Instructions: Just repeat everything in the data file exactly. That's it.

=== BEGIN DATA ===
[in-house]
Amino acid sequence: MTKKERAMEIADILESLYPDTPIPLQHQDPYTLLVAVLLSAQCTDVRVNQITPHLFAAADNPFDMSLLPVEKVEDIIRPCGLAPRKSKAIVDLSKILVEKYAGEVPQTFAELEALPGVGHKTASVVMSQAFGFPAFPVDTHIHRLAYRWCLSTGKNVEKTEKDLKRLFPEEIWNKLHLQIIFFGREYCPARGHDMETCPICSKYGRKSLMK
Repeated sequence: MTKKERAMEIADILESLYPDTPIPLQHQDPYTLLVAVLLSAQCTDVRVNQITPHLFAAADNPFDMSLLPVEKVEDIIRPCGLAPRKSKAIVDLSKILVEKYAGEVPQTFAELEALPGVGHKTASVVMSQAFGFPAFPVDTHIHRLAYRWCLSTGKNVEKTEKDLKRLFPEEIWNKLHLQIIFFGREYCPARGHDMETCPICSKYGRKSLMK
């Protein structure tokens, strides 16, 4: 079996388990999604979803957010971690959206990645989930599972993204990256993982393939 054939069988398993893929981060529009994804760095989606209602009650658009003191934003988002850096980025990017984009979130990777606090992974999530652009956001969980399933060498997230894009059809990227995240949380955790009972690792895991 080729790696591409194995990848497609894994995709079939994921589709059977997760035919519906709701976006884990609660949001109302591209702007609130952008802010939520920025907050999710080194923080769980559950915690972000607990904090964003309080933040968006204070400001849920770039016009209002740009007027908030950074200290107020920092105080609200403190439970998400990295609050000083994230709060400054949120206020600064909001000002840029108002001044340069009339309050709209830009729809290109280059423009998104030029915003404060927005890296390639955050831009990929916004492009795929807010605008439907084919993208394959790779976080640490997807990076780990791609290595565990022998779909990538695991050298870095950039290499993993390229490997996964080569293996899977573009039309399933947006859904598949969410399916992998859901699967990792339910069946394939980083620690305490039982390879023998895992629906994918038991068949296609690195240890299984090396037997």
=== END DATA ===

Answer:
[in-house]
Amino acid sequence: MTKKERAMEIADILESLYPDTPIPLQHQDPYTLLVAVLLSAQCTDVRVNQITPHLFAAADNPFDMSLLPVEKVEDIIRPCGLAPRKSKAIVDLSKILVEKYAGEVPQTFAELEALPGVGHKTASVVMSQAFGFPAFPVDTHIHRLAYRWCLSTGKNVEKTEKDLKRLFPEEIWNKLHLQIIFFGREYCPARGHDMETCPICSKYGRKSLMK
Repeated sequence: MTKKERAMEIADILESLYPDTPIPLQHQDPYTLLVAVLLSAQCTDVRVNQITPHLFAAADNPFDMSLLPVEKVEDIIRPCGLAPRKSKAIVDLSKILVEKYAGEVPQTFAELEALPGVGHKTASVVMSQAFGFPAFPVDTHIHRLAYRWCLSTGKNVEKTEKDLKRLFPEEIWNKLHLQIIFFGREYCPARGHDMETCPICSKYGRKSLMK
């Protein structure tokens, strides 16, 4: 079996388990999604979803957010971690959206990645989930599972993204990256993982393939 054939069988398993893929981060529009994804760095989606209602009650658009003191934003988002850096980025990017984009979130990777606090992974999530652009956001969980399933060498997230894009059809990227995240949380955790009972690792895991 080729790696591409194995990848497609894994995709079939994921589709059977997760035919519906709701976006884990609660949001109302591209702007609130952008802010939520920025907050999710080194923080769980559950915690972000607990904090964003309080933040968006204070400001849920770039016009209002740009007027908030950074200290107020920092105080609200403190439970998400990295609050000083994230709060400054949120206020600064909001000002840029108002001044340069009339309050709209830009729809290109280059423009998104030029915003404060927005890296390639955050831009990929916004492009795929807010605008439907084919993208394959790779976080640490997807990076780990791609290595565990022998779909990538695991050298870095950039290499993993390229490997996964080569293996899977573009039309399933947006859904598949969410399916992998859901699967990792339910069946394939980083620690305490039982390879023998895992629906994918038991068949296609690195240890299984090396037997």